SIX THINGS TO KNOW ABOUT SUMO WRESTLING
The origins of sumo were religious with ritualistic matches performed in shrines and dedicated to the gods in the hope of bountiful harvests.
In preparation for the bout, wrestlers clap their hands to request the gods’ attention and throw salt on to the ring to rid the ground of evil spirits
Considered as a sacred space, entering the ring ( dohyo) is regarded as an act of Shinto purification and spectators are not permitted to come near the area.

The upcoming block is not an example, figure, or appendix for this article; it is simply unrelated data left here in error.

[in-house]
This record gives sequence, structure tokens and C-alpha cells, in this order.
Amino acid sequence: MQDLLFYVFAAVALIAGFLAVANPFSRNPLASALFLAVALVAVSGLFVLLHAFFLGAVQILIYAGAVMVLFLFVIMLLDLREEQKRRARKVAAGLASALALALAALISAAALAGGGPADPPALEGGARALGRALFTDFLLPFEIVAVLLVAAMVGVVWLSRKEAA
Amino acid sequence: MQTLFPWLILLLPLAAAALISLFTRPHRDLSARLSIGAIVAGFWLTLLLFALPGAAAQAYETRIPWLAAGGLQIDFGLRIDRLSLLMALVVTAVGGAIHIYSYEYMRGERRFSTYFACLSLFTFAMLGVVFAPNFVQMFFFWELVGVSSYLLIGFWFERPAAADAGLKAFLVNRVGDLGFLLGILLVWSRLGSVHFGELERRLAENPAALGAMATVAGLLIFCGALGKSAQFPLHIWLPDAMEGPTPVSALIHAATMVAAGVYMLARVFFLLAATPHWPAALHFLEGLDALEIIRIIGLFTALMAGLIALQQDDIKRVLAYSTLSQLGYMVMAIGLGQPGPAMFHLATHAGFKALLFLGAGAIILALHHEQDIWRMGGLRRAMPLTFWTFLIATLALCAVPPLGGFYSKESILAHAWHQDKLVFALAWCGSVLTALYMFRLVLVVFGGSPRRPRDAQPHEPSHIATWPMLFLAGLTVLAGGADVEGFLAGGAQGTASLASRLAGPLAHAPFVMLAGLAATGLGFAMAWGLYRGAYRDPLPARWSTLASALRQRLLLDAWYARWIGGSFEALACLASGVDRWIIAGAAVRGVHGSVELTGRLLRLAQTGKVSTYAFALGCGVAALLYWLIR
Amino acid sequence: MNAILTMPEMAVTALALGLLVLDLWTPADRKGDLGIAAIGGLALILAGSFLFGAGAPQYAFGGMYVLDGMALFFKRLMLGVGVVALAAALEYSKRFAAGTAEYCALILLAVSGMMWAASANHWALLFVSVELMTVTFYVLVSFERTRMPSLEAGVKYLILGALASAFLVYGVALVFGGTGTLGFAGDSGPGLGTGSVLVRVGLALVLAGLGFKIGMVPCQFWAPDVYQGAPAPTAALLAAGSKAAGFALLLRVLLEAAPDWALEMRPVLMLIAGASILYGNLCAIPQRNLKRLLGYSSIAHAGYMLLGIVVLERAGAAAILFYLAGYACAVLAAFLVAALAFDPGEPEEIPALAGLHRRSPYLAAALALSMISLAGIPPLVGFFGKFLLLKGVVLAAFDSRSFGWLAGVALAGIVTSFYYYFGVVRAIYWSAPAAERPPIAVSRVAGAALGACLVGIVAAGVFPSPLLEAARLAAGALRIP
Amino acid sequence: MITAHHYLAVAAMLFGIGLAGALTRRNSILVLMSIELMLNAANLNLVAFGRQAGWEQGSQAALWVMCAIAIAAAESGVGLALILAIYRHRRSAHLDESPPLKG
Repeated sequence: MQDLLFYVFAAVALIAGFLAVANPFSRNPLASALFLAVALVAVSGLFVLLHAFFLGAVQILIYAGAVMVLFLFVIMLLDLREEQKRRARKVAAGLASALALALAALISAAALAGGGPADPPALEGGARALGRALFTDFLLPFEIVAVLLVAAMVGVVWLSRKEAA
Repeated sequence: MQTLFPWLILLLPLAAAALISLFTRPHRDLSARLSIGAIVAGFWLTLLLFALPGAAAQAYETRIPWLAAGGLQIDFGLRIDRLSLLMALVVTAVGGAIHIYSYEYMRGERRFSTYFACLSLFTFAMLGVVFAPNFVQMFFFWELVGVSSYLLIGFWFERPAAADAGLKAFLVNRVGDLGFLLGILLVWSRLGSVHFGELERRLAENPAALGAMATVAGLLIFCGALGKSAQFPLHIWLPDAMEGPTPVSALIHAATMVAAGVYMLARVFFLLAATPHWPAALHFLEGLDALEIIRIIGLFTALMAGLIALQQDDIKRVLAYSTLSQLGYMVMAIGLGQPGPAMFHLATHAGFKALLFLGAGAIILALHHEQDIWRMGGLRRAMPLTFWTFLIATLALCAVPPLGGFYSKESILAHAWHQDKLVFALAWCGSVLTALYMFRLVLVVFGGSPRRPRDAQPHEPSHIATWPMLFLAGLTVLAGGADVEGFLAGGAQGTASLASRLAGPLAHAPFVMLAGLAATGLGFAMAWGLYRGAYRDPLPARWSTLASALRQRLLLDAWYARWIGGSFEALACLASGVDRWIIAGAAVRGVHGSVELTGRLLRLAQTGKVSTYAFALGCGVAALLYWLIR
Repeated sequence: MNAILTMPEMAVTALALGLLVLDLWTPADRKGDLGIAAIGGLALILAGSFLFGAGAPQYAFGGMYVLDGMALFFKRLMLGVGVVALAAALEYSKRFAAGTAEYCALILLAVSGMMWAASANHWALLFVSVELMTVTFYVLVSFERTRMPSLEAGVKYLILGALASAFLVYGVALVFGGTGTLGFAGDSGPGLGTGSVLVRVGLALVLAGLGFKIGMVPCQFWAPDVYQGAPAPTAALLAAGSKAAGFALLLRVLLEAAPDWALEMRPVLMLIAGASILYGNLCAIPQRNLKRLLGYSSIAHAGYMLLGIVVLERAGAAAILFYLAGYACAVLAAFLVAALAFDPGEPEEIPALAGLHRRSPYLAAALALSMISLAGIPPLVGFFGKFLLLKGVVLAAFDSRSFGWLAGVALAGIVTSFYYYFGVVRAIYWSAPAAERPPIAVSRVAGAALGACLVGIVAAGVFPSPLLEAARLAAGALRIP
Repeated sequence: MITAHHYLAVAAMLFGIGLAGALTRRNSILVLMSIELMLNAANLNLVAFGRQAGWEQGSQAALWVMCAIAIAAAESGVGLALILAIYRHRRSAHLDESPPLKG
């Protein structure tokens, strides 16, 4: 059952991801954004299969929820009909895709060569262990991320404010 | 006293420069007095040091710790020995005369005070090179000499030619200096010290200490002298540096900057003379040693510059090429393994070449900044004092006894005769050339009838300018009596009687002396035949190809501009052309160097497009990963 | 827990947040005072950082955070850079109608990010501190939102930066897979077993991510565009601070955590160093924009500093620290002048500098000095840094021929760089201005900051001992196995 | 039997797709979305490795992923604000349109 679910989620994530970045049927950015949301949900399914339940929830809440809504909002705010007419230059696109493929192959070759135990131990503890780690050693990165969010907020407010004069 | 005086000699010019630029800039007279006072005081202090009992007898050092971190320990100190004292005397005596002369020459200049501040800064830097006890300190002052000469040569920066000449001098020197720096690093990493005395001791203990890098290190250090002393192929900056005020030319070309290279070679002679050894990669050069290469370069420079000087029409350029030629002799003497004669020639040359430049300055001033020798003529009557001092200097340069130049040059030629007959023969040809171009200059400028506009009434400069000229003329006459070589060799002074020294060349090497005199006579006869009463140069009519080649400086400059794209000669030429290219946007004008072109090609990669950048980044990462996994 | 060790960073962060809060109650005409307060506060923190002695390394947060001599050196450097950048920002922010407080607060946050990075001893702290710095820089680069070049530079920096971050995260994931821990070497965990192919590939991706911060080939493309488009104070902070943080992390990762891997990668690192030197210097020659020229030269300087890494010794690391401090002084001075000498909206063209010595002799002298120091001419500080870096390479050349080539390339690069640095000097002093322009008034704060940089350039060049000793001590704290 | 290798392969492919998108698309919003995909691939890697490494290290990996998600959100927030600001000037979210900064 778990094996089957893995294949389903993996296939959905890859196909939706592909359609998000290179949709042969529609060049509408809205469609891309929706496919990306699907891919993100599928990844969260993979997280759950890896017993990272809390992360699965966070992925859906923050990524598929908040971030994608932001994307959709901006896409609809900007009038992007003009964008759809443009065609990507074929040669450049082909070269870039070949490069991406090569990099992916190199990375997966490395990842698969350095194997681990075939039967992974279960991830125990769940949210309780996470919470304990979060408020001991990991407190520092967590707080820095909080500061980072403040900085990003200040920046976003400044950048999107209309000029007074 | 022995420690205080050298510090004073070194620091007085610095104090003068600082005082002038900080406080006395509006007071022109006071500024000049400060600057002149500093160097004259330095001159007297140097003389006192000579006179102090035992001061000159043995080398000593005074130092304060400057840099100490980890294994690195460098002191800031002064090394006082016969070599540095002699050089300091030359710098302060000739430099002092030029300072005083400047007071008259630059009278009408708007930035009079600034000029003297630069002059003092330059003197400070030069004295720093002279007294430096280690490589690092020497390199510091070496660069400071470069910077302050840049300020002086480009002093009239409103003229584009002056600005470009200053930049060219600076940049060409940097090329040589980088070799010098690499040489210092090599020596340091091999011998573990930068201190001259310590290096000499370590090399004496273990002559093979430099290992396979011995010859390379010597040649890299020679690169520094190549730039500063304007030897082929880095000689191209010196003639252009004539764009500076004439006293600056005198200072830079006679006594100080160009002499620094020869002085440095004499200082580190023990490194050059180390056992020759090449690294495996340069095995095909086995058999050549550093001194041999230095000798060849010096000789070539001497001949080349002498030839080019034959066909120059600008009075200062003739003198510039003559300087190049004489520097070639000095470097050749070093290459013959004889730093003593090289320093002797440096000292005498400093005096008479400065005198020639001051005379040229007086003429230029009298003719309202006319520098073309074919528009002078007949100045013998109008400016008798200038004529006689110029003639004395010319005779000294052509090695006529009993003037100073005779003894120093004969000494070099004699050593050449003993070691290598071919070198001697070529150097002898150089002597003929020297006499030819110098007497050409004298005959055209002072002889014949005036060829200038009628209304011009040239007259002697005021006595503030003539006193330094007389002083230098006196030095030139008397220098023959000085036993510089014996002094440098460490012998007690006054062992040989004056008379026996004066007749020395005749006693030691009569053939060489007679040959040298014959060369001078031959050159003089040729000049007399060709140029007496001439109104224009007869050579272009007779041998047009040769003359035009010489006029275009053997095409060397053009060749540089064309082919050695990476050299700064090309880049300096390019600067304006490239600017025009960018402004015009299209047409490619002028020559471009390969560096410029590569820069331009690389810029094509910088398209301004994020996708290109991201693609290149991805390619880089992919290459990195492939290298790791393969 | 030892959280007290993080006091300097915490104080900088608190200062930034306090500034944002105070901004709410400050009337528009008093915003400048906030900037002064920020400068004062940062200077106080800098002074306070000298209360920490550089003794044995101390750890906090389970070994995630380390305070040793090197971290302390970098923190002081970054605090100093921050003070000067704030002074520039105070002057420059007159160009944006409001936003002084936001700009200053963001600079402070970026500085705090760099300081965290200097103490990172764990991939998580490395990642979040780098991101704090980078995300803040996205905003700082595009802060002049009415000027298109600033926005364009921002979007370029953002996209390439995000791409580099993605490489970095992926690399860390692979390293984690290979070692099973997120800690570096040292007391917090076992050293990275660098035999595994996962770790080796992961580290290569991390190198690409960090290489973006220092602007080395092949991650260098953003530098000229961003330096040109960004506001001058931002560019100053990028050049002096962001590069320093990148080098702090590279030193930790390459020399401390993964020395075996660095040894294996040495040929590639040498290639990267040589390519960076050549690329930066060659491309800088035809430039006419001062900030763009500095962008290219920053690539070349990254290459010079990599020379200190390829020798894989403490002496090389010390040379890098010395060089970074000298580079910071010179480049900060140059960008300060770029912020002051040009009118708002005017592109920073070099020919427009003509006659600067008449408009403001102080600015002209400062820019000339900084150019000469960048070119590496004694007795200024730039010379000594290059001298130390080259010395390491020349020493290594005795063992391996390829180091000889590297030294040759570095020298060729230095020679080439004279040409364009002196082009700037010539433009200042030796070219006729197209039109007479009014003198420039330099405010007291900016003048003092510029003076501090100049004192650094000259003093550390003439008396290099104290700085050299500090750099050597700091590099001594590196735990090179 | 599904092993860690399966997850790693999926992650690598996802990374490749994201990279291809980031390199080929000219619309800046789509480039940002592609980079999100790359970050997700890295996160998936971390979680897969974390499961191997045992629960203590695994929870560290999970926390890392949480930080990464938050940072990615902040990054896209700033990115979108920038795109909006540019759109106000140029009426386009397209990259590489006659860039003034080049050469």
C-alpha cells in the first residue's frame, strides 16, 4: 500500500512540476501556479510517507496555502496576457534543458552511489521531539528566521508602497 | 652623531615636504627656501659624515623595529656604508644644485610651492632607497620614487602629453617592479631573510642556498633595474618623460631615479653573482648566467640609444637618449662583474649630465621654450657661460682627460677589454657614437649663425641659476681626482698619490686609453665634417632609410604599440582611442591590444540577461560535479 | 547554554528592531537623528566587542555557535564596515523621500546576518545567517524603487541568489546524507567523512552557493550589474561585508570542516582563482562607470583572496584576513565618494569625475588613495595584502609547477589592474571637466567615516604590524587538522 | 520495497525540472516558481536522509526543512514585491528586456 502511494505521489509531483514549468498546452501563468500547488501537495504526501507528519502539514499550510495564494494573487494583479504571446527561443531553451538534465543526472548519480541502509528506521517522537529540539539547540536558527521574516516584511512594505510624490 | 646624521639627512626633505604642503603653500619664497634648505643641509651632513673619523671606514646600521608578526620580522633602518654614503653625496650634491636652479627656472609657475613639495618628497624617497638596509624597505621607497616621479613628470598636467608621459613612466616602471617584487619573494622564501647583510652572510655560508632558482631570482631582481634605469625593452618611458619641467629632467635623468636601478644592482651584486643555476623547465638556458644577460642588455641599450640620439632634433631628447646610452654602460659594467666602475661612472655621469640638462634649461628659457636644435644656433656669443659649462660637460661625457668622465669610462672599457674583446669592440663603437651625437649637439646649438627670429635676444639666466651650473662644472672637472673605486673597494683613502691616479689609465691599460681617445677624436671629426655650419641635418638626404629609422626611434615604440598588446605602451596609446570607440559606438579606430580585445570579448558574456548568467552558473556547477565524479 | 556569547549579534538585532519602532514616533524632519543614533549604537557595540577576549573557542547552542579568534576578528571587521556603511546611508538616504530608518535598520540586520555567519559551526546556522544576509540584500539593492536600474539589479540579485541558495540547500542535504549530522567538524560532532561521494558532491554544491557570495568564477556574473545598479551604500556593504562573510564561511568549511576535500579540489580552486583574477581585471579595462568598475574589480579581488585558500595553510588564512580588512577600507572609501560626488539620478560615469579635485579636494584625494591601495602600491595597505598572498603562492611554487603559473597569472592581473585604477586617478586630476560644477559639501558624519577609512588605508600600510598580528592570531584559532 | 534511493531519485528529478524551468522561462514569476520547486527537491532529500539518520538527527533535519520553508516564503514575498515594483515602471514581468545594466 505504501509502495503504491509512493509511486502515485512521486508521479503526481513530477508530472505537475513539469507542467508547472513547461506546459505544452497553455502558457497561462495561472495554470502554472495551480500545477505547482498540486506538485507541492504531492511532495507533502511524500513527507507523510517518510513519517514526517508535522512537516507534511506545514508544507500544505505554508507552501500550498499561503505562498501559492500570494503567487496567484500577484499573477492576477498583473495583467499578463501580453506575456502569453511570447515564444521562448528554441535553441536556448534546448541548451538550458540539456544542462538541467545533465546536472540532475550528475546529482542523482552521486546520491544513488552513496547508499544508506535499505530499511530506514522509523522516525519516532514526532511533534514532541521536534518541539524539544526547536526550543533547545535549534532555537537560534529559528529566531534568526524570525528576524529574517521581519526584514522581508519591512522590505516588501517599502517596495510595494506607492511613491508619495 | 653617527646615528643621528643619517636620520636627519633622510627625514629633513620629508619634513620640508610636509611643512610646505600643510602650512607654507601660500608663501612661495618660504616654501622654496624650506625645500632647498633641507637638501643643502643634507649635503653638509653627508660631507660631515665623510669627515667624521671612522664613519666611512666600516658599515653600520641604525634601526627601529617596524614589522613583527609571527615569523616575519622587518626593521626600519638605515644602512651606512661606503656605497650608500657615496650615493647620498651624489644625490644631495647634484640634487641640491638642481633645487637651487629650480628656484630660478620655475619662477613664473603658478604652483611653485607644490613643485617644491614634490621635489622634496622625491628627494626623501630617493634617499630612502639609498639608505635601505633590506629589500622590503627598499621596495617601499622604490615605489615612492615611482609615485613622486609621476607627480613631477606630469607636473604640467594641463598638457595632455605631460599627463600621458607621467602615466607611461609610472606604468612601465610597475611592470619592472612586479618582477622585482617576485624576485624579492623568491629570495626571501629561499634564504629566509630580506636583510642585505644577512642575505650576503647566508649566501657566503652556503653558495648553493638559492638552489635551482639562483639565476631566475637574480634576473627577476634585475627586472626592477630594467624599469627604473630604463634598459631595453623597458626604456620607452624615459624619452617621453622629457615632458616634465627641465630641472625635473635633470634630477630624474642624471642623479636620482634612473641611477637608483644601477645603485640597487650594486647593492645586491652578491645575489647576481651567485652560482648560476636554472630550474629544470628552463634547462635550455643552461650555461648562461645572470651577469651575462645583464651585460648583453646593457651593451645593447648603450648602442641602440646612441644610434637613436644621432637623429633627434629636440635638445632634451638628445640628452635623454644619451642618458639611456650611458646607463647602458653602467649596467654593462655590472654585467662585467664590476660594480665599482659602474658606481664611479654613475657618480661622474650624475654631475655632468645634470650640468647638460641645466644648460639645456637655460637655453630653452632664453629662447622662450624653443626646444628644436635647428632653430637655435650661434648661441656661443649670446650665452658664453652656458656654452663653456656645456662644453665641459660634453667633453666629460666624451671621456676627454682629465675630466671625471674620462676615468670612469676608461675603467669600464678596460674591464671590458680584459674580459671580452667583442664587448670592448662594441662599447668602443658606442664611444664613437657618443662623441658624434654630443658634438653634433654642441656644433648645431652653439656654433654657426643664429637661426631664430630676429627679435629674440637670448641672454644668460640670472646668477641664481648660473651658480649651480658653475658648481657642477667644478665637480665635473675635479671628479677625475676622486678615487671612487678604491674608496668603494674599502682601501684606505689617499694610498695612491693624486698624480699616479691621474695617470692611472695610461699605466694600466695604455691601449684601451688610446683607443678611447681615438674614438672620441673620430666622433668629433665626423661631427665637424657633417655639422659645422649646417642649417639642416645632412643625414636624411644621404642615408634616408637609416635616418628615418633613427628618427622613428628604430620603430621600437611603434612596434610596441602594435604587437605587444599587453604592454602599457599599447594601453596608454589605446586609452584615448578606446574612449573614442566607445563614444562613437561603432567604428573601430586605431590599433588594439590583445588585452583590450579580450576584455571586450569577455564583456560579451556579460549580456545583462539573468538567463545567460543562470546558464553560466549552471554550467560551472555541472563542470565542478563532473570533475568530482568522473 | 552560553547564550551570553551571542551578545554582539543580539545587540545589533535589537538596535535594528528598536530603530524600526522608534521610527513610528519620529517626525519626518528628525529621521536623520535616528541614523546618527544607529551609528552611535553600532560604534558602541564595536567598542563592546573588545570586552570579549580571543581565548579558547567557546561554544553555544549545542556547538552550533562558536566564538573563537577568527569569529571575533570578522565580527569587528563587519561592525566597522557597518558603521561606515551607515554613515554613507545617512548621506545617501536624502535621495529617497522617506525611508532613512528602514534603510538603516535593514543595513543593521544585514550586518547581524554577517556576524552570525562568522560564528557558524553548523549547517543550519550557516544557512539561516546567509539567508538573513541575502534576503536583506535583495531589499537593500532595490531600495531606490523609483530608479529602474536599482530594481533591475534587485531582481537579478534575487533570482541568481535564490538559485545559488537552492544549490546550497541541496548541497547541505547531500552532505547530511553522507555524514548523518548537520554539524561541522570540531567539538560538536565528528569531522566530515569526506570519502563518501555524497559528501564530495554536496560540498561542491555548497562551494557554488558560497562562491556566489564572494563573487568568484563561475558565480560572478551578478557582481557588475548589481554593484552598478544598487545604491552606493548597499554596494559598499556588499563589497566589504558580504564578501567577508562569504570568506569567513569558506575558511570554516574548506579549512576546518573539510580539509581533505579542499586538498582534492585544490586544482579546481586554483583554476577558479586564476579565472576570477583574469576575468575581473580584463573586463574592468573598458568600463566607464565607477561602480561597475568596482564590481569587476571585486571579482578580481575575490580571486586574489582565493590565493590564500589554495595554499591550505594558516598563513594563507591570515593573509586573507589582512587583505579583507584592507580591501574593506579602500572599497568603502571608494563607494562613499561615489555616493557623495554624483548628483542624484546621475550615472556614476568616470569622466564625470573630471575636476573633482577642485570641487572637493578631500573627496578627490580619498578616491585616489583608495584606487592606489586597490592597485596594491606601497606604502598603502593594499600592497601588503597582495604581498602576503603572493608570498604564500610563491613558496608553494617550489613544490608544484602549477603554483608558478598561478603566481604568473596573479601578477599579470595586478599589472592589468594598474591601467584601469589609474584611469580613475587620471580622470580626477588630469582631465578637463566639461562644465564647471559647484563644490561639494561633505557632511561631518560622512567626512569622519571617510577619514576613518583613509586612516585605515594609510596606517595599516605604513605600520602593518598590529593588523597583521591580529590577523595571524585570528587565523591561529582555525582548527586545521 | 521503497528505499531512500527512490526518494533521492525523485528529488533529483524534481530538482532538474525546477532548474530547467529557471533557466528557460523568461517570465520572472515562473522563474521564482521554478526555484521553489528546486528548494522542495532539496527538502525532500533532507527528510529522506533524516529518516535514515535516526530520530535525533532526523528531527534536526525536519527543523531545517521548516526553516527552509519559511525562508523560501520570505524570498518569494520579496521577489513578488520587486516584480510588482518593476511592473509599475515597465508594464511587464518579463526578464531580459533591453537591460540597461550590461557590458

Each sumo wrestler ( rikishi) belongs to a “stable” where they live disciplined lives of intensive training and eating.
Sponsors pay 60,000 yen (£400) to display their banner in the ring (half the money goes to the sporting association, half into an envelope which the winner collects at the end of the bout).
The bout is lost if any part of a sumo wrestler’s body except the soles of his feet touch the ground or he is pushed out of the ring.